The Impossible Shuffle

If you're the type to have fun with numbers, you've perhaps encountered the outrageous number of possible shuffled decks using a 52 card deck. It's 52! and I'm not shouting. But in other notations, that's about 8.06 * 10^67, or 8065817517094387857166063685640376697528950544088327782400000000000. The popular claim is that there are more combinations than there are atoms in the known universe. But I know a lot more universe than most of the folks making that claim, and I'm not sure the math adds up. What's certain is that mortal, finite humans will never, ever, ever, see all of them naturally.

But that's not just a statistical certainty, or a psychical limitation. There's more to it than that. There are at least 5 combinations that are prohibited from forming, the universe itself won't allow it. The chances that we should ever discover any of them are impossibly small, and even if we did, would we even notice? Well, I've never let a small infinity get between me and anything interesting, so sure enough, I found one.

I was working on a battery powered automatic psuedo-shuffler when it happened. A device that appears to shuffle cards but actually arranges them carefully. It's subtle, when you try to assemble the cards in just this specific order with a shuffle, one will always slip out, or miss its spot, or otherwise refuse to settle into a nicely shuffled deck.

It's identical to a simple mistake which happens all the time, and which is quickly rectified by shuffling the cards into virtually any other order. That's some high class, custom, coded-to-the-metal magic if I've ever seen any. The kind that usually means some eternal being or another is involved.

The obvious place to start was Lady Luck. As the most prominent overseer of games of chance, fairly shuffled cards were a point of pride to her. For that very reason, she almost sent me packing with a curse until I bet her I could prove my claim. I carefully arranged the deck's precursor, split it, and meticulously shuffled card by card in a manner so tedious the Lady took to audibly yawning. But about 3/4 of the way through, a card fluttered out to the floor.

"Aha! See? The card refused to join the deck," I said.

"You dropped a card, and you're blaming the whole universe for it?" she asked, but she knew I wouldn't waste a whole trip just to fumble around. "Do it again."

I did, with the same tedious rigor, being especially dramatic with how carefully and securely I moved each card. Sure enough, a card slid off the pile anyways. I did it again, and one of the cards ended up flipped, something we both knew shouldn't be possible. I began to do it again and she stopped me.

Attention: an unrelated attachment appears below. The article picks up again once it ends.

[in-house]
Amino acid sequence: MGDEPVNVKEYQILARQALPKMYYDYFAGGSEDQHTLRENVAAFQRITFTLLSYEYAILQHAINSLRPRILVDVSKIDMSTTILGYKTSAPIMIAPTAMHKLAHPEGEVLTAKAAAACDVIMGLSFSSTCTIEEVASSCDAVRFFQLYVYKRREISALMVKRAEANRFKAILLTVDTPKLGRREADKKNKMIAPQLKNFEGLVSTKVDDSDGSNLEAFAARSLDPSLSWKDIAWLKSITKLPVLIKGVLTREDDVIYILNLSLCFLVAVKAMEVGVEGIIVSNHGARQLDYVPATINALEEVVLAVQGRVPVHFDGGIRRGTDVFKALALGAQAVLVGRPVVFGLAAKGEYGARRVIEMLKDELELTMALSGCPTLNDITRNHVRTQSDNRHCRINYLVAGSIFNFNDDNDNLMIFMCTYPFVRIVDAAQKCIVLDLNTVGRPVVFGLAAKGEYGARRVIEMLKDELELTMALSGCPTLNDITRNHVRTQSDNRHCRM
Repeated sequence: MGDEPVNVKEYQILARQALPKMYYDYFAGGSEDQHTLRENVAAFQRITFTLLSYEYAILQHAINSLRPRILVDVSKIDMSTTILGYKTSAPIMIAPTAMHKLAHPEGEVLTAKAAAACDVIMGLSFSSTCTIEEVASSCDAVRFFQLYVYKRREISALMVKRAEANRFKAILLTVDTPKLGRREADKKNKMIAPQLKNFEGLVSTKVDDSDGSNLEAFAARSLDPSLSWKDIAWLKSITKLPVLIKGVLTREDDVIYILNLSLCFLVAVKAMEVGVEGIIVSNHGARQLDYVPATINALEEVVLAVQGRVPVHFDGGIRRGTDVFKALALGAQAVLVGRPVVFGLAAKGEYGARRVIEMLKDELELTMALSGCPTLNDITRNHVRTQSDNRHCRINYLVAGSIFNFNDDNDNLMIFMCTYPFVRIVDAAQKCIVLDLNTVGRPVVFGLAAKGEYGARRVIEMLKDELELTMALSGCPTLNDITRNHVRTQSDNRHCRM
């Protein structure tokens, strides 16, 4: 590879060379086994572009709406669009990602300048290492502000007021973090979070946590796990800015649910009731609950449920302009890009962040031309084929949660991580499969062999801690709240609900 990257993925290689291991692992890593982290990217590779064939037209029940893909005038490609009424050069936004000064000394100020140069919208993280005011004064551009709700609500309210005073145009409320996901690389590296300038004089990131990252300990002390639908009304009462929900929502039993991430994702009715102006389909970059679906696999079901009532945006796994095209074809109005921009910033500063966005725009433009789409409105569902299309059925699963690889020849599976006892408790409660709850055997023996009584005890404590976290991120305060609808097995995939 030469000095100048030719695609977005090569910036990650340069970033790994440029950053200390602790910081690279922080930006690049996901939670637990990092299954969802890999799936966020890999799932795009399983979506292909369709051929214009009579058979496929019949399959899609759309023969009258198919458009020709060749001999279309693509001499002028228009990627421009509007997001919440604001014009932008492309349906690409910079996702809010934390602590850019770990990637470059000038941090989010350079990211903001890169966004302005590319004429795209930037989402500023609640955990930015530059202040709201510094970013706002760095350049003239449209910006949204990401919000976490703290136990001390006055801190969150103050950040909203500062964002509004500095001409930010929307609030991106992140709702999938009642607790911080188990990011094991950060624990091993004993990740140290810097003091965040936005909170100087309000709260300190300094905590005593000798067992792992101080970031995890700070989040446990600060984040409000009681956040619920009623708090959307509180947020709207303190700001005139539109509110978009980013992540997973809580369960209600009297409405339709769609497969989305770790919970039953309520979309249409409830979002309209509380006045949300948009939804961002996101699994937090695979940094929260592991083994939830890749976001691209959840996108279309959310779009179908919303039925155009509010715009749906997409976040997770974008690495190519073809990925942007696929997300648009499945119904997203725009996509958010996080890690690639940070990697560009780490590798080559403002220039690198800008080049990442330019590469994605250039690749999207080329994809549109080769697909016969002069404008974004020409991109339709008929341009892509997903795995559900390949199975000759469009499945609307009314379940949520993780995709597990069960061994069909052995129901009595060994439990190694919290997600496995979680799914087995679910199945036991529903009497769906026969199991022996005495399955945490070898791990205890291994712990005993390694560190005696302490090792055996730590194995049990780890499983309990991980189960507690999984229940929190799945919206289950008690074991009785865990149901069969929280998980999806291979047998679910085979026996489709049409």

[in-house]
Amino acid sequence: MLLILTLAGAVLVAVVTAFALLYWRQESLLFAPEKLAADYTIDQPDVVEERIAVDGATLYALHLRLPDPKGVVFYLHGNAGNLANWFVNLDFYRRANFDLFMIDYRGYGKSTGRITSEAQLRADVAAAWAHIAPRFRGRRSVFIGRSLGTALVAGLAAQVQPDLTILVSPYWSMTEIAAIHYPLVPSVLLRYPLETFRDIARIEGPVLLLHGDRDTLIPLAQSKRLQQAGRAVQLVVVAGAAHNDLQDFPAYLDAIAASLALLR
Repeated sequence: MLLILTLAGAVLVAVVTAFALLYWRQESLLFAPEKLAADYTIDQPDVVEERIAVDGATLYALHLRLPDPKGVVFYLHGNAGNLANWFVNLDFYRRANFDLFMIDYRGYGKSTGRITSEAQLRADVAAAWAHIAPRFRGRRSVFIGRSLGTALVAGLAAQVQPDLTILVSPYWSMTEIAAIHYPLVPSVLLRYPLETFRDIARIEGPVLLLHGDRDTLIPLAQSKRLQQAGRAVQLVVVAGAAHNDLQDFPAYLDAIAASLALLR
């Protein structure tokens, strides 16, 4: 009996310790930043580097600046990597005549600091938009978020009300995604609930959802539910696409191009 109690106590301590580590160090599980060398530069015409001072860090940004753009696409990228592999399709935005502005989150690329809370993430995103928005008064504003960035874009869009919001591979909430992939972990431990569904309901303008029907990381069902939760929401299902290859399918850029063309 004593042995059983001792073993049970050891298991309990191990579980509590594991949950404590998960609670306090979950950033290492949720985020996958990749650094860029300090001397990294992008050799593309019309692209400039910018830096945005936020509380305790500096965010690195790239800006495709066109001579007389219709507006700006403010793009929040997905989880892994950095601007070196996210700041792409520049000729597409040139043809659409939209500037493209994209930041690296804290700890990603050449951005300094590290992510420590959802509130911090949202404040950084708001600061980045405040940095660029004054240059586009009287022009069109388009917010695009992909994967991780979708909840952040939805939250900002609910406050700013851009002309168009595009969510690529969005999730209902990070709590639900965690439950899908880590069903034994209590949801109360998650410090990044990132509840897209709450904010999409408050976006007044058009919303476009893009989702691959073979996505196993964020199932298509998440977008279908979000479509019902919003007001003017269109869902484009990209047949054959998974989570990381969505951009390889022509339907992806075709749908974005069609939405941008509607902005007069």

"I've had my temple defiled enough for today. Thank you for bringing this to my attention. I trust you're not going to go spreading rumors about this?"

I shook my head. "Of course not. That's why I came to you first. Honestly, I figured this was something you were doing."

She scoffed. "I find fairness and chance to be beautiful components of this reality. This wasn't my doing, I wouldn't tolerate it. But that gives me a suspicion about who to ask."

I saw my opportunity. "Did you memorize the order yet, or do you need me to write it down?"

"No. You never quite finished your shuffles, remember? And the set-up was too deliberate to be my domain."

Perfect. "Then I guess you'll have to take me with you as you track this down."

Her response chilled my witty confidence. "Make no mistake, little wizard, you're not leaving my sight with that configuration still rattling around in your head. That's dangerous knowledge, in ways you can't even imagine. Luck must be pure, or a whole lot of things are going to come crashing down. You're coming with me, and we're going now."

"I'm always ready to travel," I said nervously, "but where are we going?"

"To see my cousin. The weird one. You call him Entropy."

Lady Luck's realm is dressed up like a casino lounge. Maybe that's just a show for when humans come around, but it fits her demeanor, and it's comfortable. Entropy's realm was utterly alien by comparison. Uncomfortably tight, endless hallways through some kind of mega-machine that produced grating, discordant hums and whistles. The air tensed up and pulled at itself in something that certainly wasn't wind, but I had no framework to understand. Underlying it all was a kind of mathematical precision that is typical of astral constructions, but at a scale far bigger than I could imagine.

I opened my mouth to ask about Entropy, but the Lady shushed me urgently. "Tread carefully, we are not part of their design. This means we are anathema, and they have surely already noticed. They're recalculating futures to account for this deviation to devise a proper model, which-"

"Which I use to optimize this encounter," said Entropy, appearing from around a corner. "Which, I will add, is utterly ruining decades of planning. So, as precisely and succinctly as you can, explain your intrusion. Immediately!" They didn't bother with a human appearance, instead I saw a polyhedral shape with eyes and mouths on each face. They spun between faces in a bizarre mockery of verbal speech, but it did the trick.

Lady Luck took the charge. "Someone prohibited possibility, specifically a possibility of cards. Was it you?"

"Preposterous, I have no interest in your silly cards. Is that all?" they replied with a matter-of-fact tone that I found pretty convincing.

"I'm sorry, cousin, but this is too big for you to ignore. There's a combination of cards that can't be shuffled. Real forces bend around it, I've seen it with my own eyes."

Entropy spun to lock a particularly stern set of eyes on me. "Abandon any hope of trickery, magician. If you have fooled my cousin you may be quite clever, but no angles are hidden to me."